We're offering you a crash course in subject-verb agreement and pronoun agreement. Let's get started!
To combat the grammatical errors plaguing the web today, we’ve decided to offer a free crash course on two of the most common mistakes we see: subject-verb agreement and pronoun agreement. Will this crash course make you a grammatical genius? Probably not, but it’s a step in the right direction. Ready? Let’s do this.
Warning: The examples that follow involve food. If you're hungry, you may want to grab a snack.
So what does subject-verb agreement even mean?
Well, to have “agreement” between your subjects and verbs, the subject and verb of a sentence must match in number:
The turkey smell fantastic. The subject is singular while the verb is plural. This sentence is incorrect.
The turkey smells fantastic. The subject and verb are singular.
The turkeys smell fantastic. The subject and verb are plural.
Need a trick to help you figure out how to make sure your subjects and verbs agree? We have one! More often than not, if the subject is he, she, or it, or the subject can be replaced by one of these personal pronouns, simply adding an -s to the present-tense form of the verb will make them agree.
There are three common mistakes involving subject-verb agreement: nearest-noun agreement errors; agreement with there is and there was; and agreement with compound subjects.
Nearest-noun agreement errors mainly pop up when the subject phrase is overly complicated or long and causes the actual subject to get lost.
The price of the yummy potatoes were better than we expected. This sentence is incorrect. The subject of this sentence is price not the nearest noun potatoes. Price is a singular subject, so the verb should be singular rather than plural. The nearest noun, potatoes, is not the subject of the sentence, so the verb does not need to match it.
The price of the yummy potatoes was better than we expected. This sentence is correct! Price is singular, as is the verb was.
Agreement errors with there is and there was occur when the sentence starts with there is or there was and the subject appears after the verb.
There is usually some delicious delicacies on the table when Thanksgiving rolls around. This sentence is incorrect. The verb is singular in this sentence while the subject is plural.
There are usually some delicious delicacies on the table when Thanksgiving rolls around. This sentence is correct! The verb and subject are both plural.
The final common error of subject-verb agreements is agreement between a verb and compound subjects. A compound subject means the sentence has two or more subjects joined by the word and.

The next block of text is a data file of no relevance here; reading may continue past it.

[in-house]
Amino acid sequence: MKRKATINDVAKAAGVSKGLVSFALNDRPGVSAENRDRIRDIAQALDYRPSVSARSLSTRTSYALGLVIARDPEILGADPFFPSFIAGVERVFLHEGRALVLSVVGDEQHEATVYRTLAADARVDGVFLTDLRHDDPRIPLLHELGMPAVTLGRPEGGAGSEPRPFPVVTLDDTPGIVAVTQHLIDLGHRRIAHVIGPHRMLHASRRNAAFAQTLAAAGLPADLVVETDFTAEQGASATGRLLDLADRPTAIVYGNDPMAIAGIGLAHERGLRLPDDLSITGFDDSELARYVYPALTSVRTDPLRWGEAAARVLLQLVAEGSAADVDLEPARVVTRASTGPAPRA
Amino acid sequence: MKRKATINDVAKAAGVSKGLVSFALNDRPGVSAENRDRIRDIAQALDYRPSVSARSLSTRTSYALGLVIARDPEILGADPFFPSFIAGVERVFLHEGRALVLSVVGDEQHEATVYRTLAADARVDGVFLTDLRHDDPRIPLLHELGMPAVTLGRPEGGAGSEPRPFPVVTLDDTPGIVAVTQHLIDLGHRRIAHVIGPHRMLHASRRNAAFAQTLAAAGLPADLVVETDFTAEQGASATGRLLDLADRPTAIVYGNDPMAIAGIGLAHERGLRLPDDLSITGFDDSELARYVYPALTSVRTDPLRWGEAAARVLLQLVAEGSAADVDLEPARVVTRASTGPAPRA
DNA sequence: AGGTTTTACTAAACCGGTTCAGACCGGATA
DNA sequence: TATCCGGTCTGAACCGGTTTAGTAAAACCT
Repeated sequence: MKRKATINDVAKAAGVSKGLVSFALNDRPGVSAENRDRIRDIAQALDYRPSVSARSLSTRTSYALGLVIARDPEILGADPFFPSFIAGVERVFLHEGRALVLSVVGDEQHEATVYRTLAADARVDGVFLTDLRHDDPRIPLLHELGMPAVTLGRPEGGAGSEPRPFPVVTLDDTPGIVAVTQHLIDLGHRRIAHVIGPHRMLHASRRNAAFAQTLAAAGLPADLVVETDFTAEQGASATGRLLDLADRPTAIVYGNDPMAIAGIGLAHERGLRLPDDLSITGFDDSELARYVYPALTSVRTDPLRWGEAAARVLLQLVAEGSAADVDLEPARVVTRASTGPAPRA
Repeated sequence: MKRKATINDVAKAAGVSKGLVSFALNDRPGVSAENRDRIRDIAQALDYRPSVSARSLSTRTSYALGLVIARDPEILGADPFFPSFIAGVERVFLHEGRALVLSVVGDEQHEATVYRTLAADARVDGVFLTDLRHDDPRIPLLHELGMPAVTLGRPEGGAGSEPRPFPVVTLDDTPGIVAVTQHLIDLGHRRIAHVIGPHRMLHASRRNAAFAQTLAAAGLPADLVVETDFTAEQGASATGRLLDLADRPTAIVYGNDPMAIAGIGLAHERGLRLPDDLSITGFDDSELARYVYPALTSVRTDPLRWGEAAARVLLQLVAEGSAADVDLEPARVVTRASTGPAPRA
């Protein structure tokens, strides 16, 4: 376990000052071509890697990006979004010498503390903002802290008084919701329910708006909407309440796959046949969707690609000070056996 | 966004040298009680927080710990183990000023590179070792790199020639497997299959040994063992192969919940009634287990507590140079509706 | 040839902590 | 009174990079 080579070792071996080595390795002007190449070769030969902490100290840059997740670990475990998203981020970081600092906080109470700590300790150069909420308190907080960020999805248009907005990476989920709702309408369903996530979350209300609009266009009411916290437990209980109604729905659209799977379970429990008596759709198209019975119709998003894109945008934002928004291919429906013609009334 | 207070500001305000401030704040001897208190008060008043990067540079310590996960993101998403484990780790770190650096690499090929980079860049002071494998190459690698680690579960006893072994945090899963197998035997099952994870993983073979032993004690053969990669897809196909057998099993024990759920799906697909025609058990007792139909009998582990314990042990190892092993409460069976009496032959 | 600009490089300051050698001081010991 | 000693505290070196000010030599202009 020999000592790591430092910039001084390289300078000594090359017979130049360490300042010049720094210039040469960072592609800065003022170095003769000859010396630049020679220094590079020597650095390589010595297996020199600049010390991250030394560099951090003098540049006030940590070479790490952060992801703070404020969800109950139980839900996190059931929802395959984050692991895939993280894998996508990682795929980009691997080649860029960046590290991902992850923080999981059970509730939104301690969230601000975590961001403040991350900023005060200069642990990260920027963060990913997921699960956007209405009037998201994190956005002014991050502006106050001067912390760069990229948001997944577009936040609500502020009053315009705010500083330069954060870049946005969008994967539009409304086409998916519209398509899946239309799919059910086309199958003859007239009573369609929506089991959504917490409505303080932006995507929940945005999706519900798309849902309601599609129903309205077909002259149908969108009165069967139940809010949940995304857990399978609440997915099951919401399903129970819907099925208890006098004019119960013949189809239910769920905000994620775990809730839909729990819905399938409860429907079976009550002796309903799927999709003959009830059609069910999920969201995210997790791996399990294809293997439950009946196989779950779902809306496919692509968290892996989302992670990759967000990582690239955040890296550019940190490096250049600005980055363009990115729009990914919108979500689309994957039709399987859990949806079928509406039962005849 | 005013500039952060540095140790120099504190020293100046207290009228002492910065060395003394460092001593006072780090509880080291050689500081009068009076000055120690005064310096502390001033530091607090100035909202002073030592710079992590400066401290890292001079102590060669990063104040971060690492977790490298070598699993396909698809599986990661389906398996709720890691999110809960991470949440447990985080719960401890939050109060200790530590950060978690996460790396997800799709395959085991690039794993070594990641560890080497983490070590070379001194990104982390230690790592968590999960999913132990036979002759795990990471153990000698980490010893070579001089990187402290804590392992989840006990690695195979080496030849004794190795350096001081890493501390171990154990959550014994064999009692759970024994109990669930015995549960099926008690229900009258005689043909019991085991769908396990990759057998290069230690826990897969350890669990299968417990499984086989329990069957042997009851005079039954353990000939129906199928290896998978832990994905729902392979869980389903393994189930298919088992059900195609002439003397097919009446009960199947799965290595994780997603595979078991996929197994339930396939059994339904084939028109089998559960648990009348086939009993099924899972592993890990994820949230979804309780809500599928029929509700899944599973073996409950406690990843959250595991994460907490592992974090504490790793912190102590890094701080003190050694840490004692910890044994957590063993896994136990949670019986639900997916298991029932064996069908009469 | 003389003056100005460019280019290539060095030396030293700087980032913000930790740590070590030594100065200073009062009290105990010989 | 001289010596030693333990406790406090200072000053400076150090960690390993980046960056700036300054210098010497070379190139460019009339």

A recipe and a special ingredient is necessary for a fantastically delicious pumpkin pie. This sentence is incorrect. The verb is singular while the subject, recipe and ingredient, is compound and, therefore, plural.
A recipe and a special ingredient are necessary for a fantastically delicious pumpkin pie. This sentence is correct! The verb is plural, matching the compound subject.
Think you’ve got a handle on subject-verb agreement? Good. Let’s move on to pronoun agreement.
In order to refer back to previously mentioned nouns, you use third-person personal pronouns (words such as their, they, he, she, him, and her). The previously mentioned nouns are known as the antecedent of the pronoun. Pronouns must agree with their antecedents in number, person, and gender.
If the antecedent is plural, the pronoun that follows must be plural, too. If the antecedent is singular, then the pronoun should be singular. If the antecedent is feminine, then the pronoun must also be feminine. If the antecedent is a singular noun without gender but refers to a person — think nouns such as teacher — you should use him or her. If the antecedent is an event or thing, then you use a form of the pronoun it.
Are you still with us? Let’s look at some examples to clarify things a bit.
A good host prepares enough food for all of their guests. This sentence is incorrect. The antecedent host is a singular noun while the pronoun their is plural.
A good host prepares enough food for all of his or her guests. This sentence is correct! The antecedent host is a singular noun representing a person and doesn’t specify gender. His or her refers to a singular antecedent (check!) and provides options for either gender (check!).
Need an easy way to help you identify pronoun-agreement errors? Here’s a hint: Most of these errors involve the plural pronouns them, they, or their when referring to singular antecedents. If you use these pronouns, check to see if your antecedent is plural by putting the word are after the antecedent. If are doesn’t sound quite right after the antecedent, then the antecedent is singular and has an agreement error with the plural pronouns. To fix the error, you can make the antecedent plural, change the plural pronoun to a version of the singular pronouns he or she, or reword the sentence entirely to get rid of the pronoun.